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African OSHE Professionals Need To Come Together As A United Front- CEO, HSE Connection Point

Fabian Stephan Buckley is a distinguished safety professional whose impact in his sphere cannot be ignored; From sharing valuable information to mentorship and job opportunities, among others, his contribution in the HSE Industry in Africa spanning over 17 years has continued to create value and impact positively.

Fabian is a registered Construction Health and Safety Manager and an assessor moderator registered with ‘The South African Council for the Project and Construction Management Professions (SACPCMP)’.

He has worked as a Corporate Safety, Health and Environmental Manager for an International Blue-chip company and Group SHE Manager for South African company within the Oil & Gas field.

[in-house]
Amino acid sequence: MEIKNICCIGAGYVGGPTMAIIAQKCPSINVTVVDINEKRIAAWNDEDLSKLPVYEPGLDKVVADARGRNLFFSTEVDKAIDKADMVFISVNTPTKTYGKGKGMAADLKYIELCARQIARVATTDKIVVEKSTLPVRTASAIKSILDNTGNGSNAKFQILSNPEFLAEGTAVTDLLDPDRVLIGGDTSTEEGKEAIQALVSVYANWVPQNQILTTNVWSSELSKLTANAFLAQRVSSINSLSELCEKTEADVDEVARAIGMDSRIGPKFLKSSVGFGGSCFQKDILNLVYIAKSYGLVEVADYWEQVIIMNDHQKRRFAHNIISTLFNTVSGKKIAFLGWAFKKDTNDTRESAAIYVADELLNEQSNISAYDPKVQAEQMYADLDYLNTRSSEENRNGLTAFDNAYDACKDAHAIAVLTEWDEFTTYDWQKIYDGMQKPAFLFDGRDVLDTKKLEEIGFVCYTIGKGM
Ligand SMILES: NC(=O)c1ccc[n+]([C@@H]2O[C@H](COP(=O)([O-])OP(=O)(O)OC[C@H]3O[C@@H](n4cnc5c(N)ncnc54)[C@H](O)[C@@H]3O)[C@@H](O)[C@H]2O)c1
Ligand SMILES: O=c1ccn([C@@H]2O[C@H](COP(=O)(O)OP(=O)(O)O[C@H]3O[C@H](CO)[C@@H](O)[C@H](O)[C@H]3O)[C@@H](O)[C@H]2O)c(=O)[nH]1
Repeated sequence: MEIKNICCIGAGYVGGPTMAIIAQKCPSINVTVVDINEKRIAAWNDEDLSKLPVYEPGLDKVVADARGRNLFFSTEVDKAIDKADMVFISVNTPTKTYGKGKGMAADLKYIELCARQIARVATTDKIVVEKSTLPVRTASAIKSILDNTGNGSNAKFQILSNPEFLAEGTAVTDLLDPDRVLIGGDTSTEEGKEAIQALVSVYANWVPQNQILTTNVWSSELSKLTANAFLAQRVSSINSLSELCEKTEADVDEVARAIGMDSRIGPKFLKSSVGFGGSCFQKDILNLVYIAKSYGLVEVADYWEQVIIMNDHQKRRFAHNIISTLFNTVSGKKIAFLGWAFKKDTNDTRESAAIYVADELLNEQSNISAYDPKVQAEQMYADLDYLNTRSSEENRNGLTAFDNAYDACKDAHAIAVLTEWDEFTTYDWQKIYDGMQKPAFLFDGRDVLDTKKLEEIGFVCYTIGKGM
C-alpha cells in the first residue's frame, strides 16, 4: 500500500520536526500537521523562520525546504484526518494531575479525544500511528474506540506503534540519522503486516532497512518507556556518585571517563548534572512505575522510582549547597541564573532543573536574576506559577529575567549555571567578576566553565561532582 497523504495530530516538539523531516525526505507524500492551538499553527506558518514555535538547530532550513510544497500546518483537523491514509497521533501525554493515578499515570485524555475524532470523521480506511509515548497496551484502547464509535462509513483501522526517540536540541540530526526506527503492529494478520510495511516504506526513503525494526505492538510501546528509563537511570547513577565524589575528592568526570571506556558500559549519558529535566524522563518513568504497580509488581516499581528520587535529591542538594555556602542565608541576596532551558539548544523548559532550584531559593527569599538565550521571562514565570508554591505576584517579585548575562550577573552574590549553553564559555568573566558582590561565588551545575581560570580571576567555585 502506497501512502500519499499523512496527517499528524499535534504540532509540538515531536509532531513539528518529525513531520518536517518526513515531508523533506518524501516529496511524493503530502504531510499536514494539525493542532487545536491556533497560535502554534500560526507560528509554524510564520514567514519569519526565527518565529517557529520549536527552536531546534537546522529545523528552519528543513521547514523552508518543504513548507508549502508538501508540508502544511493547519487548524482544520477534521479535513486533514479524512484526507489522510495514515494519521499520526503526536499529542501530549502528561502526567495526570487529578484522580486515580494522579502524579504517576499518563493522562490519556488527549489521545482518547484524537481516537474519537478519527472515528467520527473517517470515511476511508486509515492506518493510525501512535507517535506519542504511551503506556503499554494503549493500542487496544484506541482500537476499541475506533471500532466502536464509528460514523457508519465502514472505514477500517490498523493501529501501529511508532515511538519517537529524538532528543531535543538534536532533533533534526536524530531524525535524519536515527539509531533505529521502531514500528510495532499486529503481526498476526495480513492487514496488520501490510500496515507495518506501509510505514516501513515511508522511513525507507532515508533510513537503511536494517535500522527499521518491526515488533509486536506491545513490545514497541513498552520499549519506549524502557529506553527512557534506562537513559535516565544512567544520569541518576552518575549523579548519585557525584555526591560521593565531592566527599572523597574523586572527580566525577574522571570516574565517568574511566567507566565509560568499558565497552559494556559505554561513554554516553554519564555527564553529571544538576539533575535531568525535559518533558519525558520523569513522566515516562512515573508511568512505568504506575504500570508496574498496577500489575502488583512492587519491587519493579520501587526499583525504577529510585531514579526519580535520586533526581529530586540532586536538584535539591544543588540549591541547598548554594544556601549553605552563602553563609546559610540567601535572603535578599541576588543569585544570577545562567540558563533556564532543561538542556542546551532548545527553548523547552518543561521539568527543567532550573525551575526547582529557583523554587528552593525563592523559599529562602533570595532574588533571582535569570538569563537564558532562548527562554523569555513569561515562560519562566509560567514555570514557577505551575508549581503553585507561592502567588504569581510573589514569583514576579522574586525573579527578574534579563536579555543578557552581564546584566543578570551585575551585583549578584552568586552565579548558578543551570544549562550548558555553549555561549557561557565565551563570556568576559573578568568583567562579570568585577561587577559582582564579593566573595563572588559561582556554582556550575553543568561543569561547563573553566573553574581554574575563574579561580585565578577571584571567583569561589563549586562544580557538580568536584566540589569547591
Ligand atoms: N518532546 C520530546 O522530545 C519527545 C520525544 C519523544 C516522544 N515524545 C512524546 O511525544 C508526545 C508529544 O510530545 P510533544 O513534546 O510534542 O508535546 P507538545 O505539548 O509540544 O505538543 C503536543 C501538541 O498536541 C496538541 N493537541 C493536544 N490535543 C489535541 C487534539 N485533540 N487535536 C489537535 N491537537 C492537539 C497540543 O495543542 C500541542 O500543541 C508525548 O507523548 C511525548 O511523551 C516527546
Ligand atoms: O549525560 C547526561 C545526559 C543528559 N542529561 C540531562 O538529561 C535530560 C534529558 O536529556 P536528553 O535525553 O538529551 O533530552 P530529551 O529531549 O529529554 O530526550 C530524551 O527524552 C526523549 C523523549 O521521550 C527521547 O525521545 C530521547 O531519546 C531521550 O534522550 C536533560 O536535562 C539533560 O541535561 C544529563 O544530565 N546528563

He is the CEO of HSE Connection Point; a Safety NPO and Voluntary Association in South Africa and currently the HSE Project Manager of a reputable company in India. He sits as a Technical Committee Member of South Africa’s Department of Labour and has several safety certifications to his credit.

In this chat with HSENations; Fabian talks about the safety profession, the challenges, and lessons learned so far.

HSENations: You are the Project HSE Manager for a reputable engineering company and the CEO of HSE Connection Point. How did you start your career to this point?

Fabian: I started my career in 2003 as a junior safety officer working for one of the big 5 contractors in South Africa. I was given an opportunity to show my value as I had just completed the required safety qualification at the time. I was given two weeks to prove my worth and I have been working ever since.

HSENations: What are the challenges encountered and how were you able to surmount it?

Fabian: I have had many challenges and most involves management’s support — management always putting production over and above HSE requirements. Also working with new management and getting them to see the light and reasons why we need to work safely in various companies throughout the world.